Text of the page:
(1) Appellant was bound to provide reasonably safe and suitable blocks for the intended purpose, and to maintain the same in a reasonably safe condition. In this case there was no attempt on the part of the appellant to contradict the testimony offered by respondent showing that the block where he was injured was an old one, and had been permitted to get so worn that it was of no use as a protection against foot-catching. Lewis v. Railroad, 59 Mo. 495; Huhn v. Railroad, 92 Mo. 440. (2) The testimony of Lamoreaux, appellant's switchman, to the effect that he saw a new block between the rails at the point where respondent was injured, the next day; that it filled the space between the rails, and that with such a block it would not be possible for a switchman to catch his foot, was admissible. Likewise the testimony of Kennedy to the effect that he also saw the block in there the next day, and by actual experiment could only catch the sole of his shoe, but not the foot. First. One issue upon which much testimony was given was whether blocking that filled the space between the fixed rails in defendant's yards was an effective device against foot-catching. The testimony of these witnesses tended to show that such blocking was useful and efficient, and that the absence of sufficient blocking was the proximate cause of the injury. Alpern v. Churchill, 53 Mich. 607; Brennan v. St. Louis, 92 Mo. 482. Second. We also contend that such testimony was admissible as amounting to an implied admission on the part of the railroad company, that such blocking was useful, efficient and necessary, and that the place was out of repair. Reedhans v. Conway, 126 Mass. 377; Martin v. Towle, 59 N.H. 32; Railroad v. Renz, 53 Ga. 126; Railroad v. Gleason, 69 Ga. 200; Railroad v. Henderson, 51 Pa. St. 815; Railroad v. McElwee, 67 Pa. St. 311; McKee v. Bidwell, 74 Pa. St. 218; Emporia v. Schmiddling, 33 Kan. 485; Dale v. Railroad, 83 N.Y. 472. Third. The objection to this testimony was general, and the record expressly shows that no objection was made to the competency of Lamoreaux to express an opinion as to whether a switchman's foot could be caught with such a block as he found there the next day. If, therefore, this testimony was admissible under the first head but not admissible under the second head, it follows it should not have been excluded. If the appellant's counsel feared that the jury might infer all the elements of prior negligence from this testimony, he should have made his objection more specific, or asked an instruction limiting the scope and effect of the testimony. Brennan v. St. Louis, supra. (3) The court ruled properly in excluding rule 55 for the following reasons: First. When offered, it was not under any proper construction relevant to any issue in the case, as there was no evidence that the respondent violated said rule. Second. Appellant having pleaded one clause of the rule, only that part was responsive to the answer, and the rule should not have been admitted as an entirety. Jackson v. Hardin, 83 Mo. 175. Third. The court should not have admitted said rule as offered because some of its provisions are unreasonable, contrary to law, and against public policy, and its exclusion as an entirety was not error. Ball v. Railroad, 83 Mo. 574; Rice v. Railroad, 63 Mo. 314; Railroad v. Orr, 8 S. Rep. 17; Muller v. Jackson, 40 N.W. 565; Smith v. Bank, 104 Pa. St. 518. (4) Appellant did not produce sufficient evidence primarily to raise a presumption that notice of the rule had been brought home to respondent. Taking the evidence as a whole, there was a stronger presumption that he had never seen it than that he had. It was a question for the court to decide whether enough evidence had been introduced to raise such a presumption before admitting the rule, if otherwise relevant. The court did not err in holding that no such presumption arose upon the testimony adduced. Wood on Master & Servant [2 Ed.] 187; Shearman & Redfield on Neg. [4 Ed.] 203; Railroad v. Plunkett, 25 Kan. 188; Railroad v. Springstein, 21 P. 774; Railroad v. Ryals, 11 S.E. 499; Railroad v. Lamathe, 13 S.W. 194; Wheeler v. Mfg. Co., 135 Mass. 294; O'Connor v. Adams, 120 Mass. 427. (5) The court did not err in refusing to instruct for the defendant. The great weight of the testimony showed that the respondent was pursuing the proper and customary course, and was exercising proper care.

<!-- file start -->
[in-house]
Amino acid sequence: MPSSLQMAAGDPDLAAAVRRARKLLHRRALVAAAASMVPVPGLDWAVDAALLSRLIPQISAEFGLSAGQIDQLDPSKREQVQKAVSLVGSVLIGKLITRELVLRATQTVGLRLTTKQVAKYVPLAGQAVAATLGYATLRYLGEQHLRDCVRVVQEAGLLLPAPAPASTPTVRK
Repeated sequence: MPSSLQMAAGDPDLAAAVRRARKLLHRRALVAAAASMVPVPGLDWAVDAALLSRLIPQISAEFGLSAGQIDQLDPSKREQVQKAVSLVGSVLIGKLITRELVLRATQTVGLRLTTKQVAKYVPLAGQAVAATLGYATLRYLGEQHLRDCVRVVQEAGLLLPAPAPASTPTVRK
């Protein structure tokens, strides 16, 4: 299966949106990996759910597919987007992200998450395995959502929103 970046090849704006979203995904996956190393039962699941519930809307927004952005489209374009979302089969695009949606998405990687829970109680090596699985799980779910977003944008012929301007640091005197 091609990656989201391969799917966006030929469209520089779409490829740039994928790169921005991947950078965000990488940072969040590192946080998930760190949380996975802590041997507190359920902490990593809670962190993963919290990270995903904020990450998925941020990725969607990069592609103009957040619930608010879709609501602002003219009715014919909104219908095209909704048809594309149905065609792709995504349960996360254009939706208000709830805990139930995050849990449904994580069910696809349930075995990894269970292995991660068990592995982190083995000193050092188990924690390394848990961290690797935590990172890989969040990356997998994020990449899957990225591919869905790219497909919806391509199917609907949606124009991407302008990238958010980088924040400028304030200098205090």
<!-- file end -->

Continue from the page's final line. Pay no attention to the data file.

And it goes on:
[108 Mo. 87] IN BANC.